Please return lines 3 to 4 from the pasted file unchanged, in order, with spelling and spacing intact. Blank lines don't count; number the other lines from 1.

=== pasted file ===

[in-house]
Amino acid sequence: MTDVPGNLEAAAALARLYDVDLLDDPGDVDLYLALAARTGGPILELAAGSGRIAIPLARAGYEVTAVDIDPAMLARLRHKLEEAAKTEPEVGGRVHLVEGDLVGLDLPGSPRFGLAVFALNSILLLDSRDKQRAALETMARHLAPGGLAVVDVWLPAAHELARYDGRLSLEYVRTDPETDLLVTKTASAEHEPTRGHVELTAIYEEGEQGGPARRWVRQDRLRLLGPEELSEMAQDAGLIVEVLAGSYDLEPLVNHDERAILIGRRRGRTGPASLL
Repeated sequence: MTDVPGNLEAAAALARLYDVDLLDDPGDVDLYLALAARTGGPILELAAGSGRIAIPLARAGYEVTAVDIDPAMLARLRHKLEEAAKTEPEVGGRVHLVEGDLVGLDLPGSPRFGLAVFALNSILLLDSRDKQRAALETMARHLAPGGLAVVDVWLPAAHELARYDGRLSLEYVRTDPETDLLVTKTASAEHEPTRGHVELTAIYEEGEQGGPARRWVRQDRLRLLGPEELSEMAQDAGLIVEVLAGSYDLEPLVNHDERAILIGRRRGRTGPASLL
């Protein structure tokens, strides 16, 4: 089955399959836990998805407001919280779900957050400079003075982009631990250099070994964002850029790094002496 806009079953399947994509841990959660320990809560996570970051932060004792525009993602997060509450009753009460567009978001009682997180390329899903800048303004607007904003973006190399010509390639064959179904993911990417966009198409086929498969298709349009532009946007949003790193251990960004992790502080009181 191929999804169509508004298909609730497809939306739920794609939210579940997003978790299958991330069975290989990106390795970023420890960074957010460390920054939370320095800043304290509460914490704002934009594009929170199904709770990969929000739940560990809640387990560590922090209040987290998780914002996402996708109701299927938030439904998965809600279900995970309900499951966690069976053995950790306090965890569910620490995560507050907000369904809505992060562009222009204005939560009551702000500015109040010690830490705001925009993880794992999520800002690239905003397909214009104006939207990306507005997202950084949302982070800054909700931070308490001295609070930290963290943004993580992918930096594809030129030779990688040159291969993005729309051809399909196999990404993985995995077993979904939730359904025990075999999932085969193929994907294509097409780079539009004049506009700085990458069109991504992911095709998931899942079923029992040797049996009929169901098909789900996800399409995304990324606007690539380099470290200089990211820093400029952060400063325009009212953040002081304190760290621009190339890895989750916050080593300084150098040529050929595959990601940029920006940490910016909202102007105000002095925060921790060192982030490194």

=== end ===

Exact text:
Repeated sequence: MTDVPGNLEAAAALARLYDVDLLDDPGDVDLYLALAARTGGPILELAAGSGRIAIPLARAGYEVTAVDIDPAMLARLRHKLEEAAKTEPEVGGRVHLVEGDLVGLDLPGSPRFGLAVFALNSILLLDSRDKQRAALETMARHLAPGGLAVVDVWLPAAHELARYDGRLSLEYVRTDPETDLLVTKTASAEHEPTRGHVELTAIYEEGEQGGPARRWVRQDRLRLLGPEELSEMAQDAGLIVEVLAGSYDLEPLVNHDERAILIGRRRGRTGPASLL
């Protein structure tokens, strides 16, 4: 089955399959836990998805407001919280779900957050400079003075982009631990250099070994964002850029790094002496 806009079953399947994509841990959660320990809560996570970051932060004792525009993602997060509450009753009460567009978001009682997180390329899903800048303004607007904003973006190399010509390639064959179904993911990417966009198409086929498969298709349009532009946007949003790193251990960004992790502080009181 191929999804169509508004298909609730497809939306739920794609939210579940997003978790299958991330069975290989990106390795970023420890960074957010460390920054939370320095800043304290509460914490704002934009594009929170199904709770990969929000739940560990809640387990560590922090209040987290998780914002996402996708109701299927938030439904998965809600279900995970309900499951966690069976053995950790306090965890569910620490995560507050907000369904809505992060562009222009204005939560009551702000500015109040010690830490705001925009993880794992999520800002690239905003397909214009104006939207990306507005997202950084949302982070800054909700931070308490001295609070930290963290943004993580992918930096594809030129030779990688040159291969993005729309051809399909196999990404993985995995077993979904939730359904025990075999999932085969193929994907294509097409780079539009004049506009700085990458069109991504992911095709998931899942079923029992040797049996009929169901098909789900996800399409995304990324606007690539380099470290200089990211820093400029952060400063325009009212953040002081304190760290621009190339890895989750916050080593300084150098040529050929595959990601940029920006940490910016909202102007105000002095925060921790060192982030490194």